Guards is a New York band that just released its first full-length album, In Guards We Trust. In "Nightmare," the album's first track, you hear layered vocals and echoing drum thumps — it's like an inviting dream. Guards' music is big on atmospherics: When the band puts together a song called "Ready to Go," it really makes it sound as if revving up to launch itself on a serious expedition.
"We're up and ready to go," Richie Follin sings in that song, and Guards is the sort of band that sounds as if it could actually rouse itself for an early-morning departure. Where many rock bands seem to exist in an eternal nighttime of club or arena performances and dark after-show adventures, Guards has little use for that. Its members can speed up their dreamy sound to dramatize the feeling of chipper optimism, as they do in "Silver Lining."
In that song, various influences pop up. The band clears vast sonic terrain, creating billowing melodies that sweep across a song with reverberating vocals and guitars that bellow and chime, ringing out in long, sustained notes. There's a grandness of intent that connects Guards to groups as varied as U2, Arcade Fire and Smile-era Beach Boys. Guards isn't up to the level of those acts in terms of songcraft yet — words are employed primarily as additional sound effects rather than vehicles for any sort of complex thought. Which is not to say that Richie Follin chanting the phrase "A girl like you" in the chorus of "Coming True" isn't an ample emotional reward.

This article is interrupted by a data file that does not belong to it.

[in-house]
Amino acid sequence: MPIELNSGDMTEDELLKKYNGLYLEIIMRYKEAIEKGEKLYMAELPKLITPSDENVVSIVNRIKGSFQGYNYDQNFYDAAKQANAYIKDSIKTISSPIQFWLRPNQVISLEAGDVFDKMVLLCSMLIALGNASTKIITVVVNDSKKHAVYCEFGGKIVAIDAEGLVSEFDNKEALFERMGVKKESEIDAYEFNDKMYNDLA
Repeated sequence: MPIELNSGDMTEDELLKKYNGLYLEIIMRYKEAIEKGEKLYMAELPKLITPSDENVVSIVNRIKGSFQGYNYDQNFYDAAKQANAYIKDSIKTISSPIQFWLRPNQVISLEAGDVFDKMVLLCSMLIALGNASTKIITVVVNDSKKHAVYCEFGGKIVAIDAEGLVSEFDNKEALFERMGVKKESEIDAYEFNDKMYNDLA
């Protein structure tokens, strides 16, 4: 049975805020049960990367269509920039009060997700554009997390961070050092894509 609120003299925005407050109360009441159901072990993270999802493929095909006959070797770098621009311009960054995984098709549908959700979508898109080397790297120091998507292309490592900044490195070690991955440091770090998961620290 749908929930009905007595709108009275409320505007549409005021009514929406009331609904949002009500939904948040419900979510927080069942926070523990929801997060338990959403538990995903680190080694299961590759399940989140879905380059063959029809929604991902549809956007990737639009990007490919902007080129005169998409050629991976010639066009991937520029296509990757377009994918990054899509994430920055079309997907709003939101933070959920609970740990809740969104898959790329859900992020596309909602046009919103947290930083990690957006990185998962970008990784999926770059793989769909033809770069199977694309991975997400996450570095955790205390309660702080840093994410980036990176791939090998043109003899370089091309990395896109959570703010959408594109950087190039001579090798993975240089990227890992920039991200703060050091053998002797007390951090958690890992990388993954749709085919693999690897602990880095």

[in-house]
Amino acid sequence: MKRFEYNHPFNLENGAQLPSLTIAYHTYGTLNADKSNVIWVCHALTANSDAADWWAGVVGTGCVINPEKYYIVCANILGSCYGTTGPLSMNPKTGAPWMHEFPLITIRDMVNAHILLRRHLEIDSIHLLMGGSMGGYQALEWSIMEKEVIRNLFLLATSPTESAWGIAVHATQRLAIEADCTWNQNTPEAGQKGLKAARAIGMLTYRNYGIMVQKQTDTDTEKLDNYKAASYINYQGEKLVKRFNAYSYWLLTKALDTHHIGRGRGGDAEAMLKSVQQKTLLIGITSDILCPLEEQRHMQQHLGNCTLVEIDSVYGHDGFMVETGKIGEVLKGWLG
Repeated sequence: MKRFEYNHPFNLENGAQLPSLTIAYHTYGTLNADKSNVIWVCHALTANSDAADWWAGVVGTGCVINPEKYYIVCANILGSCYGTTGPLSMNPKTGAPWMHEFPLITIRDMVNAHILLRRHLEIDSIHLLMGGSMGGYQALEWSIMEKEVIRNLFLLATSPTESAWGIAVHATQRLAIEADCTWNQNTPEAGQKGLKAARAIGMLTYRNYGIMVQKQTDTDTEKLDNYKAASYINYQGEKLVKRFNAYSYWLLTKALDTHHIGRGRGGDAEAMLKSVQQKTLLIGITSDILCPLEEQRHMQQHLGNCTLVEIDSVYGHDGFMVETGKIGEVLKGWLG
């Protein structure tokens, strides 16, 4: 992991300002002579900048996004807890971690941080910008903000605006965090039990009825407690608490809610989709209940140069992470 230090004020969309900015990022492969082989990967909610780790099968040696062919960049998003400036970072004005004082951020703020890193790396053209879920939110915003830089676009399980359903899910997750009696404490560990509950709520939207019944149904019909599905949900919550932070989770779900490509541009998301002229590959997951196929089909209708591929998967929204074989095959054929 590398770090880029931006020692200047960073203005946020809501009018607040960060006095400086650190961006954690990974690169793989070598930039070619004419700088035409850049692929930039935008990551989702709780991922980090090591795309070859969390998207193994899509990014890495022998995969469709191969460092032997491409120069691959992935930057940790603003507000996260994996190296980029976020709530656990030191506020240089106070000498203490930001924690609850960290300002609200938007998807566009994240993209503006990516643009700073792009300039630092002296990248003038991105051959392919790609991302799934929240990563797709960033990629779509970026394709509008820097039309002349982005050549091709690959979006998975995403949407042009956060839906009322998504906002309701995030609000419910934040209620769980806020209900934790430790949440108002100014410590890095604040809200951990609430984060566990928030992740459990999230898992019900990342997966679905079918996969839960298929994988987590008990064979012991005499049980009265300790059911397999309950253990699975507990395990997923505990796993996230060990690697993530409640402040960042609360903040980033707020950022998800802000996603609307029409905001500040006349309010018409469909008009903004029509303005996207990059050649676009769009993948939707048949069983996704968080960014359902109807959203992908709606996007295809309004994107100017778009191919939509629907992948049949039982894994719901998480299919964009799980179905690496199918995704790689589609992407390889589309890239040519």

At a time in music when pop, rock, country and hip-hop acts all strain to create anthems that will inspire sing-along devotion in large-size audiences, Guards — a band that's only been around for a few years and has released comparatively little music — is already well on its way to giving the anthem form more interest and gravitas than musicians with far more experience.